A health care company in Marshfield is consolidating a program that provides forensic exams for sexual assault victims, leaving survivors with a longer drive to get the help needed to pursue prosecution.
Marshfield Clinic Health System says it's "consolidating" the Sexual Assault Nurse Examiner, or SANE, program in Marshfield, effectively closing the program at the Marshfield Medical Center and consolidating services at the system's medical center in Weston about 45 minutes to the northeast. SANE programs enable forensic nurse examiners to collect evidence that can be used in court, and address survivors' health needs.
Wisconsin Public Radio obtained a Nov. 17 letter to SANE nurses in Marshfield that said their positions as forensic nurse examiners would be eliminated that day for "business reasons." But an internal company newsletter last week said the consolidation would be effective Dec. 12.
The consolidation comes as Marshfield Clinic Health System has reportedly seen millions in financial losses, and is in merger talks with Minnesota-based Essentia Health.
In a statement, a company spokesperson said the consolidation is ongoing, and is based on the training employees need and the number of patients seen by the SANE program in Marshfield.
"We believe it was more sustainable to consolidate it in Weston, which receives a greater number of cases, and sees patients from across the state, including from Northern Wisconsin," the statement read. "The number of patients we see in Marshfield has decreased for quite some time, where in Weston, being centrally located to serve patients from across Wisconsin, there exists more resources, more staffing and sustained training opportunities."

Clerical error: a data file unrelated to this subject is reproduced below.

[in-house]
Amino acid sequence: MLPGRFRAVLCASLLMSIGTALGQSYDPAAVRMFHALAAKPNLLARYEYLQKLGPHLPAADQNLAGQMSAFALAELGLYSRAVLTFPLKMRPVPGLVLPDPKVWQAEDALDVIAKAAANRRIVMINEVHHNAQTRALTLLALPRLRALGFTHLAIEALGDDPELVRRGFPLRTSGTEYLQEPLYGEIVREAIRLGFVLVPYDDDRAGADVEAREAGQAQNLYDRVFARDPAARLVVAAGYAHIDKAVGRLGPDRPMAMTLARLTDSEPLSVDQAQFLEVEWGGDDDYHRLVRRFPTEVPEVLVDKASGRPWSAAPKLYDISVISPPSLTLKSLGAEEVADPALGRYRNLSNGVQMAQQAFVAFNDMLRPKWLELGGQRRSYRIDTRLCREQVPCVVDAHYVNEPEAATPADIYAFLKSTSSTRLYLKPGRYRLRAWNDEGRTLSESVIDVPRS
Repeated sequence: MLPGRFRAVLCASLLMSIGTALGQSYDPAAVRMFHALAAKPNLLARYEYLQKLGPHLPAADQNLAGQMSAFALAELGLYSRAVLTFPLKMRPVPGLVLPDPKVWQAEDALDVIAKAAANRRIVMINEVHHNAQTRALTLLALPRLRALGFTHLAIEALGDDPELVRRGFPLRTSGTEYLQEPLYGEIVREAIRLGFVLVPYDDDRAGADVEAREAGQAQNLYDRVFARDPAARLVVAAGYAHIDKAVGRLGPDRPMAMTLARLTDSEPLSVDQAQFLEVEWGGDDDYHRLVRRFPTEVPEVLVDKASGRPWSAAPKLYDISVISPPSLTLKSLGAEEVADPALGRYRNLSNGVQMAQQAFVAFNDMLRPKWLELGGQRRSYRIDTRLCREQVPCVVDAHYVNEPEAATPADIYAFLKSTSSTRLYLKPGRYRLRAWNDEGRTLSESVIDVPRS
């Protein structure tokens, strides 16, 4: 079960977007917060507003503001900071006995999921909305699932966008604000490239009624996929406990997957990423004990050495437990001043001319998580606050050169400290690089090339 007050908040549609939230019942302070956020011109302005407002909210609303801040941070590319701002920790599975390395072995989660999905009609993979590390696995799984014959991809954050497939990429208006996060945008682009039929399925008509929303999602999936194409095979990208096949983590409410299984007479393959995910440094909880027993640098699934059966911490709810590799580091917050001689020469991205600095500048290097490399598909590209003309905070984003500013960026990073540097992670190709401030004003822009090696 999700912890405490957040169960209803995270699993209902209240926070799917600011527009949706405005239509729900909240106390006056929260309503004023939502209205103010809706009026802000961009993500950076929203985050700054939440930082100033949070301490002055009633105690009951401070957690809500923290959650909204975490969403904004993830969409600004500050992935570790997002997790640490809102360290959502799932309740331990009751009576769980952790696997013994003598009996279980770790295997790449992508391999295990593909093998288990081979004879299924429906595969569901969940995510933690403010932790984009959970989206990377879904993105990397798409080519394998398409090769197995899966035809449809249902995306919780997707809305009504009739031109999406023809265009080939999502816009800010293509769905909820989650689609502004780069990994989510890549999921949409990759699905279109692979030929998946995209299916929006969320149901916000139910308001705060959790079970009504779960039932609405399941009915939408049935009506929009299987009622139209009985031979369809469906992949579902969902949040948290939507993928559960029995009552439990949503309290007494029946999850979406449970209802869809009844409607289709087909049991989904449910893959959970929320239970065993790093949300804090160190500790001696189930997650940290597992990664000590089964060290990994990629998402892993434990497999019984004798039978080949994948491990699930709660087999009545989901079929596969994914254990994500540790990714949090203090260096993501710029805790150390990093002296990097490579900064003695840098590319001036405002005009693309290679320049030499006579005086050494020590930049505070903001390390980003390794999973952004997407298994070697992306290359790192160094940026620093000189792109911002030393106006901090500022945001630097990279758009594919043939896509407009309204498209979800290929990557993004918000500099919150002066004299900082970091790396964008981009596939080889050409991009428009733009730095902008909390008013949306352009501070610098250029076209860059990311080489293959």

'I feel like these patients just aren't going to get care'
While the health care provider says the consolidation will cause "no disruption for patients," two former Marshfield forensic nurses disagree. The former SANE nurses say the move will prevent victims from receiving care.
They said Marshfield Medical Center-Marshfield’s SANE program saw patients from about an hour away, who would now have nearly a two-hour drive to receive a forensic examination in Weston.
"It takes a lot out of them to come in and get evaluated," said Carmen Vazquez, a former SANE specialist at Marshfield Medical Center-Marshfield. "For them to be told they have to drive another 45 minutes to be evaluated, I can see people being like, 'No, I can't do it. It took me everything to come in here in the first place.'"
A Marshfield Medical Center employee with direct knowledge of the situation, who spoke on the condition of anonymity for fear of retaliation, said she felt that the consolidation was "taking a step back 100 years."
"It's already hard enough for these patients to come in, talk about and relive what happened to them," she said. "For us to deny them that care and say, 'You can drive another 50 minutes,' in my opinion, I feel like these patients just aren't going to get care. They already went through a traumatic experience, and now we're telling them, 'No, we can't help you.'"
The company spokesperson said Marshfield Medical Center-Marshfield will still be able to provide immediate medical attention, but will not be able to provide a forensic examination.
That means, in most cases, a survivor would have to travel to Weston for the SANE service, the spokesperson said, adding that the health care provider is "exploring ways to lessen the burden on patients."